A. We provide speech solutions to customers both large and small in a wide range of vertical markets.  On the large enterprise end of the spectrum, we delivered one of the largest VoiceXML speech applications in the world to a financial services company that provides credit card services in 40 countries around the globe - helping them to improve customer satisfaction while cutting costs.  'Change of address' requests represented seven percent of the company's calls, which could not be handled by the previous generation of DTMF interactive response.  A new Avaya VoiceXML solution now handles those requests, with 3,200 ports processing 90 million calls a year.  This secure, configurable solution has helped the company improve self-service and reduce call-handling costs by $1.5 million in 2004.

Avaya also worked with the American Automobile Association (AAA) of Minnesota/Iowa.  We helped the organization transform customer service for auto club members by speech-enabling calls for roadside assistance, membership renewals, map and tour book requests and other key requests. Avaya integrated speech into the organization's existing Avaya IP contact center and touchtone interactive voice response system.  With the new solution in place, the club now handles 15-20 percent of all incoming calls with speech, resulting in a 20 percent improvement in its self-service call completion rate and saving nearly $470,000 a year.  In addition, the club has improved employee retention and has increased its sales results since agents now provide a deeper level of customer service.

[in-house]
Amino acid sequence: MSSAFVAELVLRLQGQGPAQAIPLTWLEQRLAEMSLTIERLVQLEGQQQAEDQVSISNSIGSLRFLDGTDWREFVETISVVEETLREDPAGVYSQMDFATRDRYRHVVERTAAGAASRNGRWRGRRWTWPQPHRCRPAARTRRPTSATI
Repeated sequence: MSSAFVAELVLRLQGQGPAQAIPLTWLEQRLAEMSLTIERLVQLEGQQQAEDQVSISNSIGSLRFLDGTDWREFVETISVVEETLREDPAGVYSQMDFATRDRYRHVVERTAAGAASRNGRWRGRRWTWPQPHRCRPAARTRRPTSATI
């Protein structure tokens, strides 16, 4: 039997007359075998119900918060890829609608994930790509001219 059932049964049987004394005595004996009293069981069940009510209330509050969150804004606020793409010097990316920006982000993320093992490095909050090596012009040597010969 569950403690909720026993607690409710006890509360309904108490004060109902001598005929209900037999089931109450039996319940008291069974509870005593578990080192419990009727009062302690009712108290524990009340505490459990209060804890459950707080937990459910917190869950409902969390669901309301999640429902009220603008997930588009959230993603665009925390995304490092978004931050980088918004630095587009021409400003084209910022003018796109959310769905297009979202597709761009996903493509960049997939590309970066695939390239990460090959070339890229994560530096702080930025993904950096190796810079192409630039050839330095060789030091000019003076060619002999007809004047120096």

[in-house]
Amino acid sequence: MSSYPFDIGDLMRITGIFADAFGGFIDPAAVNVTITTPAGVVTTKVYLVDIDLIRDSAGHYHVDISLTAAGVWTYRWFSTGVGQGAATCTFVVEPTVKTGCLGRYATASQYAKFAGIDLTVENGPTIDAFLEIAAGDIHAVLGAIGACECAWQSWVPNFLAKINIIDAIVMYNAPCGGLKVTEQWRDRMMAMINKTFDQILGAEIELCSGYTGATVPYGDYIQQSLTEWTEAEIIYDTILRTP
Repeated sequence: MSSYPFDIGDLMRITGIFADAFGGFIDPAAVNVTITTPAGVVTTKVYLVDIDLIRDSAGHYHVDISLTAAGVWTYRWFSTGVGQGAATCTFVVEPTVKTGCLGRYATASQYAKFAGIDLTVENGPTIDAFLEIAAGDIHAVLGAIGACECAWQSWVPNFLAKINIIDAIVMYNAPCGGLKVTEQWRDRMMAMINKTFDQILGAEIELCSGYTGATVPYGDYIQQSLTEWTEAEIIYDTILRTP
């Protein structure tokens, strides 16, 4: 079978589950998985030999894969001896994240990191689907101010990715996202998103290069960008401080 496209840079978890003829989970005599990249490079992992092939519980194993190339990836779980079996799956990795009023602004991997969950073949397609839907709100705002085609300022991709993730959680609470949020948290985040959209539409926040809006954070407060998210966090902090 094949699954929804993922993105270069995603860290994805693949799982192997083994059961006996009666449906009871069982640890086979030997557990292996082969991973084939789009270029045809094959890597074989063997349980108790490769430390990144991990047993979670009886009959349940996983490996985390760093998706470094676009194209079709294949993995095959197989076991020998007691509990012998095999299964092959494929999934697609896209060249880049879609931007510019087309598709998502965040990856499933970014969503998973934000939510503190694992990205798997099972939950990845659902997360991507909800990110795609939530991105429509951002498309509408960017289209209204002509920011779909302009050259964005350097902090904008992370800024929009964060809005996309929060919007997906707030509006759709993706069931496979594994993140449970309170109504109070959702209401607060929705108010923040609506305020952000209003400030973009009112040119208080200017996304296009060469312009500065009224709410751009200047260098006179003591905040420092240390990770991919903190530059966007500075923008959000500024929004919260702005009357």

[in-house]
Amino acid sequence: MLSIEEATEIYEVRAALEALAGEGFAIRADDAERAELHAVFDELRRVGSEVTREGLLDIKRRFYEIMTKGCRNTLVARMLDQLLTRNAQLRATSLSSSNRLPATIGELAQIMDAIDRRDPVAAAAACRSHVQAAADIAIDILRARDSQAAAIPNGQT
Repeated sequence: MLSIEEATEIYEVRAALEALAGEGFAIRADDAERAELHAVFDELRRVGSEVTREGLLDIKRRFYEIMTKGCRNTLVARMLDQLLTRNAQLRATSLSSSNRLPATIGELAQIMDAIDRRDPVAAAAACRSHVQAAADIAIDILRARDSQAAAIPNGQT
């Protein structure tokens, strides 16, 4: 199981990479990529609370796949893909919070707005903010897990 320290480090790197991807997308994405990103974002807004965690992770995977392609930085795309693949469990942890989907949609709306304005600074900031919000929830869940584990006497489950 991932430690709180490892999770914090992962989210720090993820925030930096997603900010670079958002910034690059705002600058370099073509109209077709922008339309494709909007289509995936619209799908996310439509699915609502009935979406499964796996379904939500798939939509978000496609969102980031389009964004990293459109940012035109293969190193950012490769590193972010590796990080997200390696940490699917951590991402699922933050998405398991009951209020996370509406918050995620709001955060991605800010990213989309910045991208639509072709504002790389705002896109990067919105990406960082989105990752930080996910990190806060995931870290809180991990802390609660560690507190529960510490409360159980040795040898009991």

Q. What is Avaya's partner strategy for speech applications?
A.  Avaya is actively working with a range of partners in order to deliver end-to-end solutions to customers and to drive open standards that expand the speech applications ecosystem.   For example, we have a DeveloperConnection program to build a community of speech applications partners, and we have strong ongoing alliances with ScanSoft and Nuance.  I mentioned some other partners earlier, which have vertical applications expertise and other specialized abilities.